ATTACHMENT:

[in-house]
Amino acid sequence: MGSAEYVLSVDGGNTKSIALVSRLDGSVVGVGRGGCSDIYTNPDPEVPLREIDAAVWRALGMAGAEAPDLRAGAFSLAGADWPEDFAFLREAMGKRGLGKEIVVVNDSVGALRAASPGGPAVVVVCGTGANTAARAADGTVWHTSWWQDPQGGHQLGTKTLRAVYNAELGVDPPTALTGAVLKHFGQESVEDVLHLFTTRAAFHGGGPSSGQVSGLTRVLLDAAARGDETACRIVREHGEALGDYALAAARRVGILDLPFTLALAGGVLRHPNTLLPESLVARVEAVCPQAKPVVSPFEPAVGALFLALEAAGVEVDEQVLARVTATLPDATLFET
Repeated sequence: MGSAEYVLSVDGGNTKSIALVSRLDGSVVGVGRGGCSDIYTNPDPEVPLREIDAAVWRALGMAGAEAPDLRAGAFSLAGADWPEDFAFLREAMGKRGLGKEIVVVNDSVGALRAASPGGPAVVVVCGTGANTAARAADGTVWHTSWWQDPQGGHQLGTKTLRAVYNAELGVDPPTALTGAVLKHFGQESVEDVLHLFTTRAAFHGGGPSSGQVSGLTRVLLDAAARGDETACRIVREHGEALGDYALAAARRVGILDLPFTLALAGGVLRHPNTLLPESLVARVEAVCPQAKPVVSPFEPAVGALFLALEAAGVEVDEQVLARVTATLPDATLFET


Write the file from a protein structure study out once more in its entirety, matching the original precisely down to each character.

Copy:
[in-house]
Amino acid sequence: MGSAEYVLSVDGGNTKSIALVSRLDGSVVGVGRGGCSDIYTNPDPEVPLREIDAAVWRALGMAGAEAPDLRAGAFSLAGADWPEDFAFLREAMGKRGLGKEIVVVNDSVGALRAASPGGPAVVVVCGTGANTAARAADGTVWHTSWWQDPQGGHQLGTKTLRAVYNAELGVDPPTALTGAVLKHFGQESVEDVLHLFTTRAAFHGGGPSSGQVSGLTRVLLDAAARGDETACRIVREHGEALGDYALAAARRVGILDLPFTLALAGGVLRHPNTLLPESLVARVEAVCPQAKPVVSPFEPAVGALFLALEAAGVEVDEQVLARVTATLPDATLFET
Repeated sequence: MGSAEYVLSVDGGNTKSIALVSRLDGSVVGVGRGGCSDIYTNPDPEVPLREIDAAVWRALGMAGAEAPDLRAGAFSLAGADWPEDFAFLREAMGKRGLGKEIVVVNDSVGALRAASPGGPAVVVVCGTGANTAARAADGTVWHTSWWQDPQGGHQLGTKTLRAVYNAELGVDPPTALTGAVLKHFGQESVEDVLHLFTTRAAFHGGGPSSGQVSGLTRVLLDAAARGDETACRIVREHGEALGDYALAAARRVGILDLPFTLALAGGVLRHPNTLLPESLVARVEAVCPQAKPVVSPFEPAVGALFLALEAAGVEVDEQVLARVTATLPDATLFET